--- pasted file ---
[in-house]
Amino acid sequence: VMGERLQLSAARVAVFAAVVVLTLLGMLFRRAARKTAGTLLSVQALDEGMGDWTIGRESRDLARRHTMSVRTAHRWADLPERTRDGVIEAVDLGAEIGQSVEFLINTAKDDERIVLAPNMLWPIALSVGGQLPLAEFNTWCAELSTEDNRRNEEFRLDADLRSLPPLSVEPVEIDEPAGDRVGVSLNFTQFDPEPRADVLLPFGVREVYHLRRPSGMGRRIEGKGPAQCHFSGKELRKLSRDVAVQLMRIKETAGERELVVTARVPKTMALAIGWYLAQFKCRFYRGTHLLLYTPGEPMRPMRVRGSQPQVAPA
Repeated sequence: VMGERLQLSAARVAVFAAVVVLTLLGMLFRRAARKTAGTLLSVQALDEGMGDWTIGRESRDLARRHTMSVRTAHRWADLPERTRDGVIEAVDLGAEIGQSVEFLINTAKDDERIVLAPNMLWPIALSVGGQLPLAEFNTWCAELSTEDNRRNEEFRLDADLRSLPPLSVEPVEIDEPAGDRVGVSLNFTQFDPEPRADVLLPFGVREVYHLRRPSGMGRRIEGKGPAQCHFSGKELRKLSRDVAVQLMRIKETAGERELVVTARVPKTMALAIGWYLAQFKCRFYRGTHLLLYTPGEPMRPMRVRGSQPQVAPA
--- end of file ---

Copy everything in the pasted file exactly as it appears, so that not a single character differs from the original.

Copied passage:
[in-house]
Amino acid sequence: VMGERLQLSAARVAVFAAVVVLTLLGMLFRRAARKTAGTLLSVQALDEGMGDWTIGRESRDLARRHTMSVRTAHRWADLPERTRDGVIEAVDLGAEIGQSVEFLINTAKDDERIVLAPNMLWPIALSVGGQLPLAEFNTWCAELSTEDNRRNEEFRLDADLRSLPPLSVEPVEIDEPAGDRVGVSLNFTQFDPEPRADVLLPFGVREVYHLRRPSGMGRRIEGKGPAQCHFSGKELRKLSRDVAVQLMRIKETAGERELVVTARVPKTMALAIGWYLAQFKCRFYRGTHLLLYTPGEPMRPMRVRGSQPQVAPA
Repeated sequence: VMGERLQLSAARVAVFAAVVVLTLLGMLFRRAARKTAGTLLSVQALDEGMGDWTIGRESRDLARRHTMSVRTAHRWADLPERTRDGVIEAVDLGAEIGQSVEFLINTAKDDERIVLAPNMLWPIALSVGGQLPLAEFNTWCAELSTEDNRRNEEFRLDADLRSLPPLSVEPVEIDEPAGDRVGVSLNFTQFDPEPRADVLLPFGVREVYHLRRPSGMGRRIEGKGPAQCHFSGKELRKLSRDVAVQLMRIKETAGERELVVTARVPKTMALAIGWYLAQFKCRFYRGTHLLLYTPGEPMRPMRVRGSQPQVAPA